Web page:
Rapid advances in information and communication technologies present a challenge to information systems (IS) professors. Not only do these advances frequently make course materials out of date, but also IS professors may struggle to stay current with popular technology applications. In a sense, these forces lead to a paradox that students may be more techno-savvy than their professors (at least in certain areas). Furthermore, students may feel frustrated when techno-savvy professors cannot efficiently teach them in learning technologies. In this paper, we synthesize the panel titled “The Elephant in the Classroom: Do Information Systems Professors Need to be more Techno-Savvy than Students?” at the 55th ACM SIGMIS Computer and People Research Conference in Nashville, Tennessee. Thomas Ferratt, Michael Gallivan, Yaojie Li, Thomas Stafford, Mary Sumner, and Crag Van Slyke served as panelists. We use their discussion to develop techno-savviness as a construct in the IS education context and to describe distinct types of techno-savviness.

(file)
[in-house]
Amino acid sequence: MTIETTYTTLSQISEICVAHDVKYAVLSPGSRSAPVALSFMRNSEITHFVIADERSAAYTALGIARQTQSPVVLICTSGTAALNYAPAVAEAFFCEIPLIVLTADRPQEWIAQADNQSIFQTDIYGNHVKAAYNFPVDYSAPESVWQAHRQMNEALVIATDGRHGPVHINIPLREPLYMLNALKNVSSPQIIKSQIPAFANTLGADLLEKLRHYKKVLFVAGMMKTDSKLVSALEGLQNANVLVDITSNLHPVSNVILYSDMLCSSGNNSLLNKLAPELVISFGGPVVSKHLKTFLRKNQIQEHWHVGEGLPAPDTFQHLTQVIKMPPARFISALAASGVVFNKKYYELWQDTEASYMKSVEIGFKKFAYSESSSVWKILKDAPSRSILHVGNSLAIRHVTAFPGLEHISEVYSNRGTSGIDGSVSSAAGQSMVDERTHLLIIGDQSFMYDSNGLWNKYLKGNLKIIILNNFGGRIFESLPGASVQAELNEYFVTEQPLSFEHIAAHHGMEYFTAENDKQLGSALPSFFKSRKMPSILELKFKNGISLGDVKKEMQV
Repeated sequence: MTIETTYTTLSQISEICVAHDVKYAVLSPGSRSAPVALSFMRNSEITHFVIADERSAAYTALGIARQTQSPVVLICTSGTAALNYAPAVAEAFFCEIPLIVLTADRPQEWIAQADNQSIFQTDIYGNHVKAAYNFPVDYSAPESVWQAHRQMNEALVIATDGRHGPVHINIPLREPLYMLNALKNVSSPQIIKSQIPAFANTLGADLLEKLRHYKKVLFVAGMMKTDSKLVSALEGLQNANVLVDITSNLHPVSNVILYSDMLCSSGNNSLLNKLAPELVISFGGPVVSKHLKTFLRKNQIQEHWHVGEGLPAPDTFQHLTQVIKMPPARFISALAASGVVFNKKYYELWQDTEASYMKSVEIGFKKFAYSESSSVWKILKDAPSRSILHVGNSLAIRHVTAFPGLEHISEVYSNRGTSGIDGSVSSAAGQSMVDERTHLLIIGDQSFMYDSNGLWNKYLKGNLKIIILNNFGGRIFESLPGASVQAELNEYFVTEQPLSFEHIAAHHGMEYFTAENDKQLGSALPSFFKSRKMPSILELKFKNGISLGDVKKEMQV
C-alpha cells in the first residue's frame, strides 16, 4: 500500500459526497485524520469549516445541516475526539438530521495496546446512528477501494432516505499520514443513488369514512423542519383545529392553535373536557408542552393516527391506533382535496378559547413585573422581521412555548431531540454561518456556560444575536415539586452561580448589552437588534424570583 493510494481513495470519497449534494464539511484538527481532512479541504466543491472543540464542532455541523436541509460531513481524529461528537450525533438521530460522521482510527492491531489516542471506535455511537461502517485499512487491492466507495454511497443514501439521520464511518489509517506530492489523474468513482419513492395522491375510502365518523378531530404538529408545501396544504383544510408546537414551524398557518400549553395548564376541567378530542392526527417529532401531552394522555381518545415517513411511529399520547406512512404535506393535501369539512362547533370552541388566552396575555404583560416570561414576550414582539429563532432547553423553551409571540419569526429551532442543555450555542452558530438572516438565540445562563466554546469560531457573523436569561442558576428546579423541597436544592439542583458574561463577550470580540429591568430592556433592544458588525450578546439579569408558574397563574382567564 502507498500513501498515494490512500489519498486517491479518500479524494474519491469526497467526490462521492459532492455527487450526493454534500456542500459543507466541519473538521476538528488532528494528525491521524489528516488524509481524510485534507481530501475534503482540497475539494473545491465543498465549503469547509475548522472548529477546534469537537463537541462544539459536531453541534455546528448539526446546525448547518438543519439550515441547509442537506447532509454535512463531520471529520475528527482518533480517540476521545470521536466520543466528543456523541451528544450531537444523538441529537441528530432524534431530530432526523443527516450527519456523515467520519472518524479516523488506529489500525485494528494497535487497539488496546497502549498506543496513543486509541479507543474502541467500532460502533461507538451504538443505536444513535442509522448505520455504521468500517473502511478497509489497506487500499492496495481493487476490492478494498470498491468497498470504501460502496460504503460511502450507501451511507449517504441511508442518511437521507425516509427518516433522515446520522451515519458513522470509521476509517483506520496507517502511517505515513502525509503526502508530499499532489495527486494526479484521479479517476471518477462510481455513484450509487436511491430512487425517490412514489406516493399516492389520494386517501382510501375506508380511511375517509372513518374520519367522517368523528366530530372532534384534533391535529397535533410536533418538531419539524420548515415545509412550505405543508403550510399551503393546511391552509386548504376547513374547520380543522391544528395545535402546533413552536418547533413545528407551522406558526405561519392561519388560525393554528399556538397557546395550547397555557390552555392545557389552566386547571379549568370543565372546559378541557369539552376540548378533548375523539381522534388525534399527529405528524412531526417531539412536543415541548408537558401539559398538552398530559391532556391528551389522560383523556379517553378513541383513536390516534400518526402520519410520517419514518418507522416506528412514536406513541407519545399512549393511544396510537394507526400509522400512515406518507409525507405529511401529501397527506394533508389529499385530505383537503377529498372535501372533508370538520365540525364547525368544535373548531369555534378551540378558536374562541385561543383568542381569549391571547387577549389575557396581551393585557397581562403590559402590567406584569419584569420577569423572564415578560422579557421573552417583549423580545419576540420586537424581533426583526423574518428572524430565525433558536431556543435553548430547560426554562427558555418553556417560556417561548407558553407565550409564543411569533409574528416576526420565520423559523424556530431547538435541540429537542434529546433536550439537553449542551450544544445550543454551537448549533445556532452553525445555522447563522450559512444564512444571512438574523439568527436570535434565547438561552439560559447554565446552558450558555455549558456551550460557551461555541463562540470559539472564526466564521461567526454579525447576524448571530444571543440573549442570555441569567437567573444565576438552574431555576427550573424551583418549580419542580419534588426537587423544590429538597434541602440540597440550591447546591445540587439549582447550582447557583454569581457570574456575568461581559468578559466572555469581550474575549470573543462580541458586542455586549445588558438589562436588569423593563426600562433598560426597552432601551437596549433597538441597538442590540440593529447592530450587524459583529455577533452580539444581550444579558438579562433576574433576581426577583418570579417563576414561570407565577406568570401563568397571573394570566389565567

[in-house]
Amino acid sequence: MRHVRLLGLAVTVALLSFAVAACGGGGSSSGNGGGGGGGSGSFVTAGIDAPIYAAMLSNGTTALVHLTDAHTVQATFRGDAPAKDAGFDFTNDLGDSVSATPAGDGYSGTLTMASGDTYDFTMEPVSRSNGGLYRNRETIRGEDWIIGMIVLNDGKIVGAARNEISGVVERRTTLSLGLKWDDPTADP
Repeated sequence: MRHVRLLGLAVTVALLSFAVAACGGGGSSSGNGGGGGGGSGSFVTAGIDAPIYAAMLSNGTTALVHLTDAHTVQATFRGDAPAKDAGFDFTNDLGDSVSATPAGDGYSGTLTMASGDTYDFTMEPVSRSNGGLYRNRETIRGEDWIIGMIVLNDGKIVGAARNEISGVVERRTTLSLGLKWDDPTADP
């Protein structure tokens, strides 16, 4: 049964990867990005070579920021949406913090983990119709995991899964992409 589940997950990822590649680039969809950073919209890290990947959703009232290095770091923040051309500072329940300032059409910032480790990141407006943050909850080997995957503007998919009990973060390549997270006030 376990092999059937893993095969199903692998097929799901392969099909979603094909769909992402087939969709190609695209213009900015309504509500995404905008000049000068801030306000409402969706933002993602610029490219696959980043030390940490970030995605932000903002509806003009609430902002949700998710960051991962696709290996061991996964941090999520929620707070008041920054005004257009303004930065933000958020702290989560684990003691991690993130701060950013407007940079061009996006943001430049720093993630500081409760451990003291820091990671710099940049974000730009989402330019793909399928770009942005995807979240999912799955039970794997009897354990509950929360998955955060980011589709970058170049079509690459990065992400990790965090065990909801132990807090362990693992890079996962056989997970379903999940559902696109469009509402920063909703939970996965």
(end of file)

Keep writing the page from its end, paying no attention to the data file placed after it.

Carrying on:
Li, Y., Van Slyke, C., Ferratt, T., Gallivan, M., Stafford, T., & Sumner, M. (2021). ACM SIGMIS CPR Panel Report: Should Information Systems Professors be More Techno-savvy than Students? (And What Would that Mean for Teaching in Times of the COVID-19 Crisis?). Communications of the Association for Information Systems, 48, pp-pp. https://doi.org/10.17705/1CAIS.04844
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